And so they arranged to hijack that next generation. Educational experts be damned-- kindergarten had better become the new First Grade (or maybe Second Grade) so that we could start cramming academics and test-taking skills into the brains of those little slackers. Third graders wouldn't even be allowed into Fourth Grade until they could prove they were willing and able to pass a standardized reading test (never mind their actual reading skills-- we need them to score well on that damn test).  Education experts and professionals and parents of all shapes and sizes said, "This is a bad idea. A really bad idea. Do you even have a shred of evidence that national standards and a test-based accountability system do any good, ever?"

"Hush up,' said (some) reformsters. "Just follow our plan and watch those scores rise."

And it hasn't happened. It hasn't even happened a little.

Not that we should brace ourselves for the apologies and walkbacks and reconsideration of these bold ideas. Ed Secretary Betsy DeVos offered this reaction:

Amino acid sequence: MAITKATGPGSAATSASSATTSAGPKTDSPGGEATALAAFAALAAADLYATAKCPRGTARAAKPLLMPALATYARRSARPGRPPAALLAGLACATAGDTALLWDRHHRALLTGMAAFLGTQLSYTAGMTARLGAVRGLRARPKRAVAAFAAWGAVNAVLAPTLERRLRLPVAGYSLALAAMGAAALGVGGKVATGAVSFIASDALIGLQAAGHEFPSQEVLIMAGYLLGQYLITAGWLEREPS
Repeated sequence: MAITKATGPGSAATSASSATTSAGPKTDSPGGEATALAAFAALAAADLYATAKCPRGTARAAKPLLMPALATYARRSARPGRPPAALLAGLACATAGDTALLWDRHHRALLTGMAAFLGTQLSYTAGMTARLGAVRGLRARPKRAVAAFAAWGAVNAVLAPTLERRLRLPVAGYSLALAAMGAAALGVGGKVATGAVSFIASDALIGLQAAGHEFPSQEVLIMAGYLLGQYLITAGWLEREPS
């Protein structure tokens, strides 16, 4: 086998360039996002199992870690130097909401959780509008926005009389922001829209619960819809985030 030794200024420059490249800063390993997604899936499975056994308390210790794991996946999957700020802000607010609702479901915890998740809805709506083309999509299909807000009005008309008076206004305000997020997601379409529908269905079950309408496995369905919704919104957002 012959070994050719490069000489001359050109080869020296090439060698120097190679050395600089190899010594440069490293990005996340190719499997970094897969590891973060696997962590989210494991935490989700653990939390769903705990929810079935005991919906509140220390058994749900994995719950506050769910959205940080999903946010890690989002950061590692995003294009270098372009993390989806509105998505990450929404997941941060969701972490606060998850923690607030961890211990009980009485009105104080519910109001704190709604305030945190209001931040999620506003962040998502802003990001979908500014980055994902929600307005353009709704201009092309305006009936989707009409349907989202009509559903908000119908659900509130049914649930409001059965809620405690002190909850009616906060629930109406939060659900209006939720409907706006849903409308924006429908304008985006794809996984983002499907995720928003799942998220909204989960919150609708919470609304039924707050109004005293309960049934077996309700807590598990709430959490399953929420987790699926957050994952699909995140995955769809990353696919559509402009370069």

Our students can’t move ahead – in school or in life – if they’re falling behind in reading. We must do better for students, parents & educators. We must #RethinkSchool

Sigh. Not entirely untrue on the necessity of reading skills, but there is a difference-- a deep, profound, significant difference-- between being able to read well and being able to score well on a standardized reading test (particularly a crappy one). And being able to read is a good first step, but it helps is the economy for poor folks isn't being trashed and the social safety net isn't in tatters and employers are paying a true living wage for work.